Thursday, May 19, 2011

CDC protocols for Zombie Apocalypse

Just in time for the Rapture this weekend!

No, really, they did. Because people are entertained by zombies, and it happens that most of the protocols for zombie apocalypse preparedness would serve you pretty well in a hurricane, earthquake or other natural disaster. Awesomeness.

The link is here:

http://blogs.cdc.gov/publichealthmatters/

Tagging

At the request of several of my readers I'm beginning the process of tagging different categories of posts here. It was originally my intention to NOT do this, because part of the point of the blog was to expose people from different fields to other interrelated fields. But it is helpful to be able to find other related posts. One reader related the difficulty she had finding my space exploration posts while "wading through page after page of Seattle weather reports". Which is a fair critique.

So, I'm working on it. Some categories are easy, like "Navigation" and "Weather". The ongoing series on human outmigration to other worlds is "Outmigration", and I've given "Project Orion" its own tag because I'm shamelessly wanting to attract more Project Orion folk to this blog. More categories are to come.

One category I've created is called "Best of Blog". I'm tagging this post with that label just so you can easily find which posts are tagged there from here, because I have not yet figured out how to make a hotlink to the tags. I'd really appreciate feedback on my selection of posts in that category, and hope to modify the list based on that feedback.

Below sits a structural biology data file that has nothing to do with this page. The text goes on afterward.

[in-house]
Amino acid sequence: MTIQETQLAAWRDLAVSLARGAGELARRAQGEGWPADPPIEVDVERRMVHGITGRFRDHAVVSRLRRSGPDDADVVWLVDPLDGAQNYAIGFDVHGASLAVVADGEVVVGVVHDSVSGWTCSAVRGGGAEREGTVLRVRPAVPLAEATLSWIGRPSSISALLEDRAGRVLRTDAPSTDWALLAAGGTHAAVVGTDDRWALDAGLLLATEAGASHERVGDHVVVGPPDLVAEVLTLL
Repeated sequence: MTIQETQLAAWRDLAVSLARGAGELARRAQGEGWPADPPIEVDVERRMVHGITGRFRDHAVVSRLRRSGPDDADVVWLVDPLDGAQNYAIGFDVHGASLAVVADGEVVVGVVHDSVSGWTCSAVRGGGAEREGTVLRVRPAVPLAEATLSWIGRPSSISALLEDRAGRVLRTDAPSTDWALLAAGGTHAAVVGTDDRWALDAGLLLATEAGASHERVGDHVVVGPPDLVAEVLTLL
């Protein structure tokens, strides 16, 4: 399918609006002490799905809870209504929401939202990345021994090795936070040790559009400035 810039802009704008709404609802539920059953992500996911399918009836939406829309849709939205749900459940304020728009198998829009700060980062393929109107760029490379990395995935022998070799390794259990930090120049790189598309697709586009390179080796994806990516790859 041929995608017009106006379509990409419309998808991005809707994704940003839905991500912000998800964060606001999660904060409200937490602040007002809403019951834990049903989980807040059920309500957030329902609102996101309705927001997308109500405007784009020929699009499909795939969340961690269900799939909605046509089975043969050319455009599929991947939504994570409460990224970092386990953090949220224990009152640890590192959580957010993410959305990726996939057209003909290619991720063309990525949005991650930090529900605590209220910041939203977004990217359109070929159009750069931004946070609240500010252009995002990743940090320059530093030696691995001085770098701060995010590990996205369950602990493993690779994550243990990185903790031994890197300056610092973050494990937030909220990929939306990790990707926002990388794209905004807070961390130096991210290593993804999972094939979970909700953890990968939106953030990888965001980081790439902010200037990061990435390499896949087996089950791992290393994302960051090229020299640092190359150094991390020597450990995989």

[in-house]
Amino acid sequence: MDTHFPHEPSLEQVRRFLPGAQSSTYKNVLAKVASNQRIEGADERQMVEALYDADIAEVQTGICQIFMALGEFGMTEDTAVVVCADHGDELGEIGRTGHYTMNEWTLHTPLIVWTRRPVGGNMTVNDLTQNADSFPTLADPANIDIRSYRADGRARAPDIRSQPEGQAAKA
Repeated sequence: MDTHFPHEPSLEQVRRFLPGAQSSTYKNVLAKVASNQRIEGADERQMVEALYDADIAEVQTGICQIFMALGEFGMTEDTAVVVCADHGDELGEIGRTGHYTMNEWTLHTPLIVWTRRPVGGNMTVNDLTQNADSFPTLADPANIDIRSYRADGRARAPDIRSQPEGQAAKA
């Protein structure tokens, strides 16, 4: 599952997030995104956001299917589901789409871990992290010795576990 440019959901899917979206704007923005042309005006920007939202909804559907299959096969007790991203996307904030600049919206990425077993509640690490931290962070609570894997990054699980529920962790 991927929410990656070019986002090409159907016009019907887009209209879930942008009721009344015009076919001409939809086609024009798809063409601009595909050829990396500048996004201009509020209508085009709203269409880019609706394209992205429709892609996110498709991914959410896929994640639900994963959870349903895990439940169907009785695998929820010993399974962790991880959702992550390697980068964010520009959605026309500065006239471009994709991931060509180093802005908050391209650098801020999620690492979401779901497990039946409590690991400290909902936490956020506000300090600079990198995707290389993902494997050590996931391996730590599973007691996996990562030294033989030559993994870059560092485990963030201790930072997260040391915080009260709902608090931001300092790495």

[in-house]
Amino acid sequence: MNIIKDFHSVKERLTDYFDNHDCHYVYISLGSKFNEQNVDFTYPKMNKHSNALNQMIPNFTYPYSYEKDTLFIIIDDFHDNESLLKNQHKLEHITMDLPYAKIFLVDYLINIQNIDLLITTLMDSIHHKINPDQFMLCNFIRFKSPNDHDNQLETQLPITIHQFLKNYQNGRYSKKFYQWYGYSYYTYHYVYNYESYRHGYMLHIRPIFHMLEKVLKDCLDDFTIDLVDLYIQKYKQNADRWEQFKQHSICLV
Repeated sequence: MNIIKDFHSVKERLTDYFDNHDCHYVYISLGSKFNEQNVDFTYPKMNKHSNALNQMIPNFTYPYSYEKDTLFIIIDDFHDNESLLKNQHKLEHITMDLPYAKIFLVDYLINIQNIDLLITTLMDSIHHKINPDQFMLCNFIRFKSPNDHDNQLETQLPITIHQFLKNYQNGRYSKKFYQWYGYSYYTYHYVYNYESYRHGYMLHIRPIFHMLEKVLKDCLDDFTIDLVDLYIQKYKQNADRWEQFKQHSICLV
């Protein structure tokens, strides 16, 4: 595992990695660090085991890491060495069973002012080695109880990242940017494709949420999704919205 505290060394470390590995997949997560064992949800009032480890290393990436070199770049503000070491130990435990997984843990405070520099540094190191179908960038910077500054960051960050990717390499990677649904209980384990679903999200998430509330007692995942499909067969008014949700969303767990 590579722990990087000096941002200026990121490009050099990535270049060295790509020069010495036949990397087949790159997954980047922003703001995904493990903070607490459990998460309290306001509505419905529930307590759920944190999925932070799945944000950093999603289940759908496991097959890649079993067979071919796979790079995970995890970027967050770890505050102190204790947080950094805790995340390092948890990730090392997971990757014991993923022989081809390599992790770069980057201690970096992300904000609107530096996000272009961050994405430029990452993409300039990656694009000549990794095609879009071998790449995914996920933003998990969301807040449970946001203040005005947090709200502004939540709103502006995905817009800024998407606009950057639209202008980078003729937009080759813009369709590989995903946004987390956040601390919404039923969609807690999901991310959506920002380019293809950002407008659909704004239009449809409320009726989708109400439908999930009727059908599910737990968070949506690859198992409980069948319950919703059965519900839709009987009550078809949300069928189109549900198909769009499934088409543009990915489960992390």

SS Dix found off Alki Point


SEATTLE (AP) — Divers believe they have found the steamer Dix, which for more than 100 years has rested at the bottom of Puget Sound off Alki Point.

The Mosquito Fleet ferry collided with an Alaska freighter and sank in 500 feet of water in November 1906, killing as many as 45 people, "their bodies, in all probability, being imprisoned within the cabins of the steamer, 100 fathoms below the surface of the Sound," according to a Seattle Daily Times report the next day.

There are no plans to bring up the wreckage, or to explore the interior. Finding it was enough for diver Laura James, who had been searching for two decades.

"This was the wreck I wanted to find in Puget Sound as long as I've been diving," she said.

-------------------
The full story is here:
http://www.seattlepi.com/news/article/Ferry-that-sank-in-1906-found-in-Puget-Sound-1385026.php#ixzz1MmNAZFxc

Wednesday, May 18, 2011

Mount Saint Helens, 31 years ago today


I didn't live in the Pacific Northwest when Mt St Helens erupted. My wife did. She was camping with her family at Dry Falls when the eruption happened. They heard the initial explosion, and assumed it was ordnance testing at the Yakima Firing Range. Later that afternoon they were driving back toward Seattle when the ash-fall started. Civil Defense broadcasts on the car radio were giving instructions but not information as to the cause of the ash-fall; being 1980 and the height of the Cold War, she reasonably wondered if what they were experiencing was radioactive fallout from a nuclear attack on the Puget Sound region.

Later, my wife's father, an editor for the Seattle Times, was one of the two first people inside the caldera after the blast.

I on the other hand was living in North Carolina, and all we experienced were really amazing sunsets.